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Rokeya Shakhawat Hossain

Updated: Feb 21, 2020

Syeda Zareen Rafa

My father recently told me about a conversation he had with someone at his office. He was apparently told that he should be saving money for my wedding instead of spending so much on my bachelor’s degree. Hearing about a comment such as this one still irks me, and I find it surprising that I have not become immune to it yet, considering how common it is for people in South Asia to pass comments that undermine the importance of women’s education.

However, learning about this exchange prodded me to think about how much worse the situation must have been a century ago, and that got me wondering about the women of that era who had to fight for the right of basic literacy. My mind immediately went to Rokeya Shakhawat Hossain, more widely known as Begum Rokeya. It amazes me that at a time when the general consensus was that sending little girls to school was a bad idea, Rokeya was writing satire where gender roles were reversed, and men were subordinated in society (“Begum Rokeya: Bengali Feminist”).

In 1880, in what is now Bangladesh, Rokeya was born into a well-off, land-owning family that had more than the means to send all their children to school. Yet, they held very conservative views, and chose to provide formal education only to their sons. However, fortunately, seeing the interest Rokeya and her elder sister showed in learning Bengali and English, their brother Ibrahim decided to coach them in both languages. He did so late at night when everyone else was asleep, in order to not rouse any suspicion.

When I was first reading about Rokeya’s life in school, I assumed her education would come to a halt or at least a temporary standstill when she got married, because that is usually the case with stories like these. However, I was very pleasantly surprised to find out that her marriage only gave momentum to her journey of her own education as well as her subsequent endeavors to improve the state of Muslim women’s education in Bengal. She got married at the age of eighteen to Khan Bahadur Shakhawat Hossain, a Deputy Magistrate in British India, who supported Rokeya’s desire to keep learning the two languages and even cheered her on to start writing.

Rokeya went on to have a successful career as an author, writing several influential Bengali essays, short stories, and books. Having been denied a formal education in her childhood, she recognized the injustice in depriving women of the opportunities to which only men had access, and as a result, her writings urged women to come forward to claim their rights. Her vision for society can be summarized by what is perhaps her most widely known quote: “We [women] constitute one half of the society, and if we are left behind, how can the society progress?” (“Begum Rokeya: A Trailblazer”).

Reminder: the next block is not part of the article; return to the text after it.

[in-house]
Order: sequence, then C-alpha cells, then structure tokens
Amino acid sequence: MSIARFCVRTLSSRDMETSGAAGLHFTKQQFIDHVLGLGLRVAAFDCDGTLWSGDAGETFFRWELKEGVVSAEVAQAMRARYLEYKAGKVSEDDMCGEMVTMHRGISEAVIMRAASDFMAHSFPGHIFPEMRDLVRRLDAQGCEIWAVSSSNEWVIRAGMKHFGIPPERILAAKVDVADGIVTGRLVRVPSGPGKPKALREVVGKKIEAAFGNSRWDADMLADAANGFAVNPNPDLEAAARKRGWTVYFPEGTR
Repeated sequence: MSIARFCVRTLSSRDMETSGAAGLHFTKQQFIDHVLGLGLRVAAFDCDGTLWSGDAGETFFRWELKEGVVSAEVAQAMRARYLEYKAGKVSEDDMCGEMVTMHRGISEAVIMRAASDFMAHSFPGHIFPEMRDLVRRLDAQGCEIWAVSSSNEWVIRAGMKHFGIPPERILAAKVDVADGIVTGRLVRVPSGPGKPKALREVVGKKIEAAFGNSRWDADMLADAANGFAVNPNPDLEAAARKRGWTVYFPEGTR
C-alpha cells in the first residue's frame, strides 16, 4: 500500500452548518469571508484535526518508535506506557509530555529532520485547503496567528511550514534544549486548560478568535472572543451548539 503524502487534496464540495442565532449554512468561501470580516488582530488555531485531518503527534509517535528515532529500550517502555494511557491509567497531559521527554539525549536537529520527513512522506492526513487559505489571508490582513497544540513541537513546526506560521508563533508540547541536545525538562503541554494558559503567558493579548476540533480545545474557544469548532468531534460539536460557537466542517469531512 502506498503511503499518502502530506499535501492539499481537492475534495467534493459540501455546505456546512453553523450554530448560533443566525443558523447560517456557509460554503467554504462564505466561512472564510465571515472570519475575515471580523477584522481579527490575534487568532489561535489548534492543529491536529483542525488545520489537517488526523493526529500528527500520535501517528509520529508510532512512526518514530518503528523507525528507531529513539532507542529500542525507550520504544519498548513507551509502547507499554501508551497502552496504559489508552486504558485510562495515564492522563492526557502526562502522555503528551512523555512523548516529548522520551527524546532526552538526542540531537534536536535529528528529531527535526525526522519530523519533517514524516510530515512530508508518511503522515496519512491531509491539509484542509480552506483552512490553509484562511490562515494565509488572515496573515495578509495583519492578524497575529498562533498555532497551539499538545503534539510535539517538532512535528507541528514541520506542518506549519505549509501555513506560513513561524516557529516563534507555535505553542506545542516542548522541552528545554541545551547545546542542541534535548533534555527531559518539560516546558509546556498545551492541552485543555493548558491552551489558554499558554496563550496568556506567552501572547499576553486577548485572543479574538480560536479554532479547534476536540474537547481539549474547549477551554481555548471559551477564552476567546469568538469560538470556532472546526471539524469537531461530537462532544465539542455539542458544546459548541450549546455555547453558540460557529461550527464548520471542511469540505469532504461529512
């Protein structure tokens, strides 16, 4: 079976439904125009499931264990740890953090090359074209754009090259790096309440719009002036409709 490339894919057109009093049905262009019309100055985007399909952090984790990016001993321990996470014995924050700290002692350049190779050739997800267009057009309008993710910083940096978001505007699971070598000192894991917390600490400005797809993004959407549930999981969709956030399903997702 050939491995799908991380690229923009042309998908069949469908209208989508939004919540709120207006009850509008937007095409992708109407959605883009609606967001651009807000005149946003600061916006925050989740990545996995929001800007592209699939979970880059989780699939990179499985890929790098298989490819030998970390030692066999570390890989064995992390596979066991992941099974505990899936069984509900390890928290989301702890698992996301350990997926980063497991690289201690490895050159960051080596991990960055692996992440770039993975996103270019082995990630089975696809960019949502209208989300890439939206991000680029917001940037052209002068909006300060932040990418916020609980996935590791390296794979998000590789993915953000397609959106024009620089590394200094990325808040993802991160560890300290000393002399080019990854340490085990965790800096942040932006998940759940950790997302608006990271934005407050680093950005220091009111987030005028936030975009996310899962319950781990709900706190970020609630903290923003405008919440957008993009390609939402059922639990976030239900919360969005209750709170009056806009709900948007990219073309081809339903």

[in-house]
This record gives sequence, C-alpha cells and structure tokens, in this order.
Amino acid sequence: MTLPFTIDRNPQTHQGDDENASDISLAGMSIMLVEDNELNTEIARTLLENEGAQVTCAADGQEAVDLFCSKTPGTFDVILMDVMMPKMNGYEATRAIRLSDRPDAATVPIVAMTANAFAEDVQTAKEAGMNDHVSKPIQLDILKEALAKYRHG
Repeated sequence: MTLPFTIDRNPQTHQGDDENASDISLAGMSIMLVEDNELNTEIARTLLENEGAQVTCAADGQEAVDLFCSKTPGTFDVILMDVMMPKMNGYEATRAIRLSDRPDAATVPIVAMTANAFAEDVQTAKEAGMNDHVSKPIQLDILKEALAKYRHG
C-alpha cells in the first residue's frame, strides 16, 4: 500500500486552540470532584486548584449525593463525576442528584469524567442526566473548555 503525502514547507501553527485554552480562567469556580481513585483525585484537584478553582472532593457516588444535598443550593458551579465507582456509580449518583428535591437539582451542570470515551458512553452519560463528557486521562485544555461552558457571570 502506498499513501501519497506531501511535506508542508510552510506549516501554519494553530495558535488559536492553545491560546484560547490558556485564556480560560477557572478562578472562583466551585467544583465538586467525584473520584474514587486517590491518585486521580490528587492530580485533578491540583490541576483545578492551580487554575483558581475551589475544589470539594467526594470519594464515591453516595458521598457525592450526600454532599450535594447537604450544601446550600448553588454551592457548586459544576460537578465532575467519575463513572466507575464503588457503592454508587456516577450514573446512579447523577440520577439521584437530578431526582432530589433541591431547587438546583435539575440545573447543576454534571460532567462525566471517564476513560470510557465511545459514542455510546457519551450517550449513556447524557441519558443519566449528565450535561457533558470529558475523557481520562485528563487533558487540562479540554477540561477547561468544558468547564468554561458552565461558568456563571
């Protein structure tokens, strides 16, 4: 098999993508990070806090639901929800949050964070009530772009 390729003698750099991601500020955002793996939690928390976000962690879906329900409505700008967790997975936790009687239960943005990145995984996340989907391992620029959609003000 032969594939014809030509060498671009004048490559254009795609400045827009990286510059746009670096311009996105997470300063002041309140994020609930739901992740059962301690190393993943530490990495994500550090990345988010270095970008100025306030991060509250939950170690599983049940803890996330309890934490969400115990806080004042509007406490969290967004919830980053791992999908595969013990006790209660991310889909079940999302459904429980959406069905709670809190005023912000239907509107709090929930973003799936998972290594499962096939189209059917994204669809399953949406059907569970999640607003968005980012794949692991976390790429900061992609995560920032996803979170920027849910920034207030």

Her fight for the rights of women to equal opportunity did not stay confined to pen and paper. In 1909, Rokeya founded the Shakhawat Memorial Girls’ School, named after her deceased husband. It was the first school in the region intended for Muslim girls, and only had five pupils enrolled when it started. Even for those five, Rokeya had to go door to door in person begging conservative parents to let their daughters attend (“Begum Rokeya: A Trailblazer”).

Today, the anniversary of her birth and death, coincidentally the same day, is commemorated as Begum Rokeya Day in Bangladesh. Unfortunately, she passed away at the age of fifty-two, before she could witness most of the recognition the country gave her for her contribution in shaping its feminist history.

Women’s education in Bangladesh has come a long way since Rokeya’s time. As of 2018, the country has an adult female literacy rate of 71.2% (“Literacy Rate''). Of course, it also has a long way to go, given how it is still fairly common to prioritise marriage over education for women. What this means for Bangladeshi women is that we still have a lot of fights left to fight, but there is solace in remembering that Begum Rokeya did it at a time when things were much more dreadful, and she achieved her goals regardless.



“Begum Rokeya: Bengali Feminist Writer and Social Reformer.” People Pill, https://peoplepill.com/people/roquia-sakhawat-hussain/.

Jahan, Mitali. “Begum Rokeya: A Trailblazer in Women's Rights.” The Daily Star, 9 Dec. 2018, https://www.thedailystar.net/opinion/tribute/news/begum-rokeya-trailblazer-womens-rights-1670908.

“Literacy Rate, Adult Female (% of Females Ages 15 and above) - Bangladesh.” The World Bank, https://data.worldbank.org/indicator/SE.ADT.LITR.FE.ZS?locations=BD.

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